Atlanta Dream's Renee Montgomery says she's sitting out 2020 WNBA season

Atlanta Dream guard Renee Montgomery said she was nervous Thursday morning before posting on Twitter that she would sit out the 2020 WNBA season to work on off-court initiatives such as the Black Lives Matter movement. She knew how passionate she felt about that commitment, but still, it meant losing a basketball season at age 33.

In the past few days, she talked to both her former college coach at UConn, Geno Auriemma, and her current coach with the Dream, Nicki Collen. Montgomery realized she knew what she wanted to do.

Montgomery is the first WNBA player to publicly say she won't play since Monday, when the league and the players' union announced they had an agreement on a proposal for the season to start in July in Florida.

"I really took a leap of faith," Montgomery said in a Zoom call Thursday afternoon. "I didn't have a specific plan, I just kind of knew that this is where my heart is, so let's see where it goes.

"It is very difficult, because I played basketball my whole life. Everybody has associated me with basketball. So to give up that comfort zone of basketball, yeah, that's scary. But in the same breath, I felt strongly enough that I knew whatever happens, this is the right decision for me."

Montgomery was the No. 4 draft pick out of UConn in 2009, when the Huskies won the NCAA title. She has played 11 WNBA seasons and averaged 9.7 points and 3.1 assists. She won championships with Minnesota in 2015 and 2017, and has played the past two seasons with the Dream, where she has started all 68 games and made 146 3-pointers.

The WNBA is scheduled to have a 22-game regular season followed by standard playoffs ending in October, with all teams and games in a controlled "bubble" environment in Bradenton, Florida. The Women's National Basketball Players Association voted on the league's proposal, which includes 100% of the players' salary, and 77% approved of it.

Montgomery said she expects other players will choose to skip the season, too, for various reasons. She said while she also would have had some concerns about the coronavirus pandemic, that in and of itself likely wouldn't have kept her from playing. But she said the death of George Floyd in Minneapolis in May and the subsequent protests and national conversations about race in America have consumed her.

Players have until June 25 to inform their teams if they are playing, but Montgomery said she wanted to let the Dream know of her decision as early as possible.

"While I am saddened Renee will not be in a Dream uniform this summer," Collen said in a statement, "I am incredibly proud of her passion for her foundation, her outreach in the community and her chance to impact the Black Lives Matter movement with her platform as a WNBA athlete."

Dream president and general manager Chris Sienko said, "We fully support Renee's off-the-court efforts and know that she can help facilitate change in Atlanta and around the globe."

Commissioner Cathy Engelbert said the WNBA is committed to amplifying players' messages about social justice issues this season. Montgomery said she fully supports her peers who opt to play, and that she has heard support from them for her, too.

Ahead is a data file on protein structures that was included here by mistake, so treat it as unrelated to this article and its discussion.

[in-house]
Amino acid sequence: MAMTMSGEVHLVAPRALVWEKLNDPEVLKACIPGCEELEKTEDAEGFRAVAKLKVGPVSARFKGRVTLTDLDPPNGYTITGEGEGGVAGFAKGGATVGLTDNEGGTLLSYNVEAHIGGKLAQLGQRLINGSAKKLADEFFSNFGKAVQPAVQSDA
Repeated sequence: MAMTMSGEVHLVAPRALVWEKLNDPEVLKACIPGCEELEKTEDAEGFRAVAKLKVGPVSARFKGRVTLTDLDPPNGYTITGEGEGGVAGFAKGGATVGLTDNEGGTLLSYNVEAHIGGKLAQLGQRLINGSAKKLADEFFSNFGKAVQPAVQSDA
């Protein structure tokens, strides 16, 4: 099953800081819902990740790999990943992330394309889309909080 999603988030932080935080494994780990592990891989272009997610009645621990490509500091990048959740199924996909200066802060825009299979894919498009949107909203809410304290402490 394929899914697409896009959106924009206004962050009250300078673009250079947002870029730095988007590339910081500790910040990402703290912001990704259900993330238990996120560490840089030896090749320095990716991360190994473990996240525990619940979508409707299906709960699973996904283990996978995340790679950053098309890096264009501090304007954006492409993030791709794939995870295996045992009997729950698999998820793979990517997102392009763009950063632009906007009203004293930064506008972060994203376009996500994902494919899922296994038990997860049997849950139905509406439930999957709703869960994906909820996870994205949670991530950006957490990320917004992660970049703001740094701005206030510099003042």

"There's a moment right now that I want to capitalize on," she said. "A lot of companies are asking, 'How can we help people? What can we do?' They might not be asking those same questions in four months. So for me, while they're asking those questions, while the whole world is looking at this, I want to be a catalyst to keep it going.

"I think there's multiple ways to go about this. This is my way. If I go into the bubble, we have three games a week. ... I know who I am; there's not going to be much time for anything else. I'm either all in, or I'm not. So I don't want to go into the bubble and be wishing I was outside of it. And we don't have to be in the bubble all together to be united."

Montgomery, who is from St. Albans, West Virginia, has her own foundation and has raised money to help protesters and support the Black Lives Matter movement. She will continue that work and also do speaking engagements in the Atlanta community and beyond.

Players already have received two paychecks this season. Those who sit out for approved medical concerns will still get the rest of their salaries, but those who aren't playing due to other reasons won't.

Montgomery said Auriemma asked if she was OK financially to skip a season, and if she was prepared for some negative response from people outside of the WNBA. She said she wasn't worried about either thing. She also said Auriemma told her those were the same questions he had asked Montgomery's former college and pro teammate Maya Moore, who is sitting out her second consecutive WNBA season as she works to help overturn the conviction of a family friend. Montgomery praised Moore for her commitment.

Montgomery said she envisions a multiplatform approach for the issues she wants to address, including the voting problems that were in evidence in Atlanta recently with hourslong lines.

"Somebody asked me earlier like, are you scared or nervous about your future?" Montgomery said. "And I'm like, 'I probably should be, but I'm not.' That's just how I feel right now. I don't know what's gonna happen, but I just feel like something good is coming."